But the latest release of official data, covering the period from the introduction of tougher regimes in late 2012 to June 2013, shows that sanctioning rates have increased further to around 5% each month.
In total 553,000 jobseeker’s allowance sanctions were applied, an increase of nearly 11% on the same period in 2011-12. The number of sanctions in the year to 30 June 2013 was around 860,000, the highest number in any 12-month period since statistics began to be published in their present form in April 2000.
The committee challenged claims by DWP ministers that staff were not disciplined for failing to meet targets to get claimants off the dole. It also asked if it was sensible that jobcentre staff should be regarded as having succeeded if jobseeker’s allowance claimants simply no longer received benefit.
The committee chairwoman, Dame Ann Begg, said the current DWP incentive system took no account of whether the claimant was “leaving benefit to start a job or for less positive reasons, including being sanctioned or simply transferring to another benefit. We believe this risks JCP [Jobcentre Plus] hitting its targets but missing the point. JCP must be very clearly incentivised to get people into work, not just off benefits.”
Begg said: “The processes by which JCP currently establishes claimants’ needs are haphazard and prone to missing crucial information about a person’s barriers to working, including homelessness and drug dependency. A more thorough and systematic approach to assessing claimants’ needs is required.”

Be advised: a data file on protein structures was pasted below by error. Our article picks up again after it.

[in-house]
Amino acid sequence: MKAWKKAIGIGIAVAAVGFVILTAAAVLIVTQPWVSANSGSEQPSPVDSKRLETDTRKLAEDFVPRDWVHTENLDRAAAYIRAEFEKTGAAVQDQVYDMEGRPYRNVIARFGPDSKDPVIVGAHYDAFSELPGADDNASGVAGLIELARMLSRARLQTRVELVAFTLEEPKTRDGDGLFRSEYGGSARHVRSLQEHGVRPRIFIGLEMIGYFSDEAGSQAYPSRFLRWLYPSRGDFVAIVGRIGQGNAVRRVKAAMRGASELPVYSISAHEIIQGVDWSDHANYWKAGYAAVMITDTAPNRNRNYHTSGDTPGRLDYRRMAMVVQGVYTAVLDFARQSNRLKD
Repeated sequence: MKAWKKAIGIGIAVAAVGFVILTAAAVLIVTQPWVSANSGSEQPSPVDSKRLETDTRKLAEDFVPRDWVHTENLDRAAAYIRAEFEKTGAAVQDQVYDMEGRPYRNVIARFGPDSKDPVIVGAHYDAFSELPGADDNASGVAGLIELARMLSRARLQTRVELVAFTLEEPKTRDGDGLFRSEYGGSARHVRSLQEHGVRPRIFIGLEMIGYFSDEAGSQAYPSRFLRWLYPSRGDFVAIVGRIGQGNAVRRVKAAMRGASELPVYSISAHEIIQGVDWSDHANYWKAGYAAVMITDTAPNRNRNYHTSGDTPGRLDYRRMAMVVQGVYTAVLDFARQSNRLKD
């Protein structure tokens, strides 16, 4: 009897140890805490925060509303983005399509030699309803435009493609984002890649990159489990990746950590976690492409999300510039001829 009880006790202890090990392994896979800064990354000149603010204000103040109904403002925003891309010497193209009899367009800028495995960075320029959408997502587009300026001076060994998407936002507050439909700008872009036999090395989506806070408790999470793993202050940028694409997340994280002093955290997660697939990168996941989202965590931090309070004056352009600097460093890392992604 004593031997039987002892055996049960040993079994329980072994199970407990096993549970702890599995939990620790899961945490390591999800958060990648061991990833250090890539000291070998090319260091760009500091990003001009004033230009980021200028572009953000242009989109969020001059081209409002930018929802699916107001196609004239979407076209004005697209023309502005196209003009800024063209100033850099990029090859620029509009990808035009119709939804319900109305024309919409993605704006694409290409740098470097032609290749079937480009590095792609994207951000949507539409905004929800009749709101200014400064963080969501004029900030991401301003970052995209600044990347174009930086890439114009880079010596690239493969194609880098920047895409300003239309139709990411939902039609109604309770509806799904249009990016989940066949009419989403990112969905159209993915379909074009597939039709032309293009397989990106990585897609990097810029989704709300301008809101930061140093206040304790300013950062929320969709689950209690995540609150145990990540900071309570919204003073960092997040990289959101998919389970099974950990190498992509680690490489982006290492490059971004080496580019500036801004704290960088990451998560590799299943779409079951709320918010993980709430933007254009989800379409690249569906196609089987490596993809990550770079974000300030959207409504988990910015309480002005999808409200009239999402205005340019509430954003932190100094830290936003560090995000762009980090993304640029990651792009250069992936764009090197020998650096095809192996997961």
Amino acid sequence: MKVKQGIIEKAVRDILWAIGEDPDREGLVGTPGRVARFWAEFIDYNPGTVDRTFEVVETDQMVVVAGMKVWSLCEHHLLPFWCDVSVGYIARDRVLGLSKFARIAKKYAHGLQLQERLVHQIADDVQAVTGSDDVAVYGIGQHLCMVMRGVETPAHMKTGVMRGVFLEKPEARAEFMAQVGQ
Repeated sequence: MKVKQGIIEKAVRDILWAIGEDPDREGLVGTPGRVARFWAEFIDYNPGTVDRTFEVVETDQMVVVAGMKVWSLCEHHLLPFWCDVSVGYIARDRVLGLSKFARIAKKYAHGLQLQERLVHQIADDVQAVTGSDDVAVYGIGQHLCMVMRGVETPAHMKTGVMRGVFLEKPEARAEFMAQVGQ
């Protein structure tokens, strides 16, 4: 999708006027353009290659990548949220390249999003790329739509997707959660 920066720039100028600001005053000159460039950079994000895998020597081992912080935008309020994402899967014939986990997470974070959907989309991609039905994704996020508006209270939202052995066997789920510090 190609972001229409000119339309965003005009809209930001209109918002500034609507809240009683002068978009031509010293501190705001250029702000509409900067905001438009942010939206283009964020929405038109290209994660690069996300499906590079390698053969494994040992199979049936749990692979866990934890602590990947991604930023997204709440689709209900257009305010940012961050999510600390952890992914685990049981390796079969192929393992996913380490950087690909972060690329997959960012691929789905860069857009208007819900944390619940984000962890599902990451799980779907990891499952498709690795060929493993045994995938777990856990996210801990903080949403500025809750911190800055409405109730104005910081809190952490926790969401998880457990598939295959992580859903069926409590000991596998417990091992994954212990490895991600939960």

The all-party select committee said a broader review into benefit sanctions should also investigate whether, and to what extent, the policy was encouraging claimants to engage more actively in jobseeking.
The MPs on the committee said they “strongly believe that a further review is necessary and welcome the minister’s commitment to launch a second and separate review into the broader operation of the sanctioning process”. The DWP was not able to confirm that it had committed to a separate formal review.
Begg said: “An unprecedented number of claimants were sanctioned in the year to June 2013. Whilst conditionality is a necessary part of the benefit system, jobseekers need to have confidence that the sanctioning regime is being applied appropriately, fairly and proportionately and the government needs to assure itself that sanctioning is achieving its intended objective of incentivising people to seek work.”
The report also questions whether the DWP has the resources to carry out its work, pointing out it is subject to large funding cuts at a time when its workload is increasing.
It noted that in future there would be weekly signing on for half of all jobseekers, and daily signing on for a third of claimants. It also noted the introduction under Universal Credit of an “in-work conditionality” regime – meaning people in work can be subject to benefit sanctions if they do not for instance increase their skills to get a better-paid job – widely expected to apply to more than 1 million low-paid Universal Credit claimants.
The DWP was not able to provide any figures to the select committee on the numbers of people that would be attending jobcentres as a result.
Begg said: “The government has no clear idea about how working with both employed and unemployed claimants will affect demand on jobcentres because it has not yet formulated plans to deliver its ‘in-work conditionality regime’. It must address this as a priority.”
> SNAFU (Situation Normal, All Fucked Up). Still, at least they’ve accurately identified the problem… now what are they going to do about it?
Source – Welfare News Service 28 Jan 2014